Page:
For any postmenopausal women who might have feared it was too late to start regular exercise, new research has brought encouraging news.
A study recently published in Menopause, the North American Menopause Society's journal, has proven that exercise is highly beneficial for women at this stage of life.
A research team from the University of Granada in Spain explored the effects of exercise on a group of postmenopausal women; in particular, assessing the women's health-related quality of life (HRQoL), fitness and cardiometabolic health.
HRQoL is a term used by health professionals and clinicians to describe a person's wellbeing in context of health and disease. It also covers many aspects of life such as physical, mental and emotional status, and the level of satisfaction a person feels.
There is growing evidence that postmenopausal women who adopt an active lifestyle benefit from increased fitness levels, a better ability to cope with menopausal symptoms and better protection from a range of illnesses that can occur at midlife.
The Spanish study involved 234 women aged between 45 and 65 years, all of whom were postmenopausal. None of the women were doing any exercise, apart from daily activities (such as housework or walking to bus stops) for the 12 months before they enrolled in the study.
One group of women were enrolled in an exercise program which involved 20 weeks of one-hour sessions three times per week, on alternate days, training in cardio-respiratory fitness, muscle resistance and other types of fitness. A control group of women did not participate in the exercise program.
Those in the exercise program also received health education and psychological support which, among other skills, taught them about achieving and maintaining behaviour change and motivation.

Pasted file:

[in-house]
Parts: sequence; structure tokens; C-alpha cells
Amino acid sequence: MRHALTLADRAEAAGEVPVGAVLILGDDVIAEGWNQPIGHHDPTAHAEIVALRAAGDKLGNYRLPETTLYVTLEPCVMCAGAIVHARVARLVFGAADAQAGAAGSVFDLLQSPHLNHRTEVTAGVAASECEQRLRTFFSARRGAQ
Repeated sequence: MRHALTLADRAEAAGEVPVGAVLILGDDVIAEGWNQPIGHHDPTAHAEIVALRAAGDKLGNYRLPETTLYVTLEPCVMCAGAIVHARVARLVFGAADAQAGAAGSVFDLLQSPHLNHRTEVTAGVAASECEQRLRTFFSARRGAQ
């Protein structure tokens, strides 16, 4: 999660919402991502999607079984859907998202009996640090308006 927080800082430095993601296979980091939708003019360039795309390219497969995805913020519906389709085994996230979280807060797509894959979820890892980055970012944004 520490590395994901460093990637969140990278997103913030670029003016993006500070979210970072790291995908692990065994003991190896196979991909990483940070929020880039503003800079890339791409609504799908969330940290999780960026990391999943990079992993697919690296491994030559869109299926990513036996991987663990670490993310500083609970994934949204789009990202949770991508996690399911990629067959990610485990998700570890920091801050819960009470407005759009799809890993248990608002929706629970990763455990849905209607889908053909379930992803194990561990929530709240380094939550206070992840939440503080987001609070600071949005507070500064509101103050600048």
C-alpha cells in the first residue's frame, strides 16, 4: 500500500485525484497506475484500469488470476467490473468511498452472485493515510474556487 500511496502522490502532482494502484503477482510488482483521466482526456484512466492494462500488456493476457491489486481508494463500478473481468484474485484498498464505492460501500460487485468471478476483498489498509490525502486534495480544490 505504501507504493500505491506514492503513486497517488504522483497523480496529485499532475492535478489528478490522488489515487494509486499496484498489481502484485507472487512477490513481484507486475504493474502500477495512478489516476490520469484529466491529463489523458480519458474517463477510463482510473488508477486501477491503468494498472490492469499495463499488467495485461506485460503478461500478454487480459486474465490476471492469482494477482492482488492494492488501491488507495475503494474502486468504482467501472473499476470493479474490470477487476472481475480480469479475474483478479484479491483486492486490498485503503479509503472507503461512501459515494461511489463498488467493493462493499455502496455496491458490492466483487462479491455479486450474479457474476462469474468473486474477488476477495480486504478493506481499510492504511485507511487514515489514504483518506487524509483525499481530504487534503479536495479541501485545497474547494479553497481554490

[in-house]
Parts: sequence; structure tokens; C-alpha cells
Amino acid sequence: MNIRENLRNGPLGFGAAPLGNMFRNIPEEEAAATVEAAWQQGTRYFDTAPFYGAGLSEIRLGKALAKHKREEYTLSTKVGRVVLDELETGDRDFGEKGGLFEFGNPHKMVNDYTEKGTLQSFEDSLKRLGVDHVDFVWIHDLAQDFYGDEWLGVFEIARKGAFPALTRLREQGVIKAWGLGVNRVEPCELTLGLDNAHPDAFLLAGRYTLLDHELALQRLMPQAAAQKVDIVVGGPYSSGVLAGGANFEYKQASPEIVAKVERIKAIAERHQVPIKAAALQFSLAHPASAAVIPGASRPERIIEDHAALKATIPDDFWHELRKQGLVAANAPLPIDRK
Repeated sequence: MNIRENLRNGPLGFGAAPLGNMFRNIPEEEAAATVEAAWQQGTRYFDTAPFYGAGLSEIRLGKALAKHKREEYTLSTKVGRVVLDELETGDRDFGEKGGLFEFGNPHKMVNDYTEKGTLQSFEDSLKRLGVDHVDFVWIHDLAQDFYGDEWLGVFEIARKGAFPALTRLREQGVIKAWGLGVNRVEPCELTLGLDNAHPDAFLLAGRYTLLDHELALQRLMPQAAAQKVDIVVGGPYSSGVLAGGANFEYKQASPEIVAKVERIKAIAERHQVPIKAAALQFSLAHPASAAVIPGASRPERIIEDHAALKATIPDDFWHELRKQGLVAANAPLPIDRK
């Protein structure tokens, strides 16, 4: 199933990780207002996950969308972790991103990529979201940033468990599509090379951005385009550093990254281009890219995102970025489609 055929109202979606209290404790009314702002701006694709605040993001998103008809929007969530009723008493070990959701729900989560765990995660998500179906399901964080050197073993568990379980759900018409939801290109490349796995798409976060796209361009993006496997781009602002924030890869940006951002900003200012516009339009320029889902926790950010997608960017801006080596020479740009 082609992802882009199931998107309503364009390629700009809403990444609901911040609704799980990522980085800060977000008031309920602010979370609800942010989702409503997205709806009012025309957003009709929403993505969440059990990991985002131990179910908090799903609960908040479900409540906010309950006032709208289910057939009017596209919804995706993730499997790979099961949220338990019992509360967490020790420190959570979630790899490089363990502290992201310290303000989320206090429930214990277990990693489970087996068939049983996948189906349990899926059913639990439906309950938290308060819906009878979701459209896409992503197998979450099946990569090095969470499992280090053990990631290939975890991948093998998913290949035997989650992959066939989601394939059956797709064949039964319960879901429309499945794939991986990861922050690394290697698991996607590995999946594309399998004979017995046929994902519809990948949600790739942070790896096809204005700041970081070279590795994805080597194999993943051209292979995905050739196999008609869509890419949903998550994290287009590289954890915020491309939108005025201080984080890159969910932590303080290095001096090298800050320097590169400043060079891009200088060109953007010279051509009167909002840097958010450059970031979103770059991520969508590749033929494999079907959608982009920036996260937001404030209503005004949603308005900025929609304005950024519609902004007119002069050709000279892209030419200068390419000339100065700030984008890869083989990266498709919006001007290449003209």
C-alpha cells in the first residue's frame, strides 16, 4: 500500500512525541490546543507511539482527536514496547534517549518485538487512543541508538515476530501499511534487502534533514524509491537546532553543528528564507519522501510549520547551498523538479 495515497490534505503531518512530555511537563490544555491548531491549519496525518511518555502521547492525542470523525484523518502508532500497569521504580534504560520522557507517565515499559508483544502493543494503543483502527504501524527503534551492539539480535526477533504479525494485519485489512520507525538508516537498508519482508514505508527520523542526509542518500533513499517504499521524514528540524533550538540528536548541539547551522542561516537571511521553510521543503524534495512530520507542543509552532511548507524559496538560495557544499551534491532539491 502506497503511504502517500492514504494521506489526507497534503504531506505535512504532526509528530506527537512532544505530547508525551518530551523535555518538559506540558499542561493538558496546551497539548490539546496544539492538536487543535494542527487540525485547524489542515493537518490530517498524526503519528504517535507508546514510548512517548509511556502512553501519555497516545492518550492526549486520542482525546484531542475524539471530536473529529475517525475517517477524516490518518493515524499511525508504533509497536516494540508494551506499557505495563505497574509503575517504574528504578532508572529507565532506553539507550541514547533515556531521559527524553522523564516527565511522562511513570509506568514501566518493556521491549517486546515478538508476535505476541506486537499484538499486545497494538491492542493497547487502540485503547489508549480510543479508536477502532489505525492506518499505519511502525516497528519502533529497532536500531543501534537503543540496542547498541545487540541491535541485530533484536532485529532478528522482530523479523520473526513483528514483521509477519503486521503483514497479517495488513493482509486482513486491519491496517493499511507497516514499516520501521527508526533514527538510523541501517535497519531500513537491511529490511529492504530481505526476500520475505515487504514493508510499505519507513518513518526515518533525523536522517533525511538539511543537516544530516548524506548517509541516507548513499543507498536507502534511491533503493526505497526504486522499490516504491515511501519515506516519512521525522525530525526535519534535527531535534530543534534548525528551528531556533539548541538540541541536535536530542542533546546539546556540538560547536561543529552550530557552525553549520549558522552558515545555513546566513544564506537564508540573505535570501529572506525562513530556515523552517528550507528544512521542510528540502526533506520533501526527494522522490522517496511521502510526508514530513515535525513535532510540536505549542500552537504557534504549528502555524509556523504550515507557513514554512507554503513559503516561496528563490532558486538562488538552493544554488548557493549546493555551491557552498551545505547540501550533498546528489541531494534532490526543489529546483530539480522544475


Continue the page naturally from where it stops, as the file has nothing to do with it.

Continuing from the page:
The researchers followed the women for a year, including after they finished the 20-week program of exercise. They found that, compared to the women who did not participate in the exercise program, those who did had improved HRQoL including improved wellbeing, body mass index (BMI), weight, blood pressure, resting heart rate and flexibility.
Jean Hailes endocrinologist Dr Sonia Davison believes the results are encouraging for women of all ages, but especially those who are in postmenopause.
"The importance of this finding is that any woman can benefit from increasing her exercise levels, even women who state that they do little or no exercise," Dr Davison says.
It wasn't just fitness levels that improved; as an endocrinologist, Dr Davison spends most days in her clinic listening to women talk about the often debilitating symptoms of menopause.
"The women who exercised in the study also had higher wellbeing with the introduction of exercise, and could manage menopausal symptoms better, adding to the benefits of exercise in postmenopausal women," Dr Davison says.
Dr Davison is keen to see women take control of their health by building up their fitness levels gradually. The women in the study not only felt better in themselves emotionally, they were also helping to protect themselves physically.
"Cardiovascular disease (including heart attack and stroke) is the main killer of women, responsible for almost a third of deaths in women in Australia," says Dr Davison.
"Hence, addressing risk factors that can add to this risk, such as low exercise levels – but also high blood pressure, weight excess, high cholesterol or blood sugar, smoking and excessive alcohol consumption – can benefit overall health and reduce cardiovascular disease risk."
Read more about the benefits of physical activity or learn about health after menopause.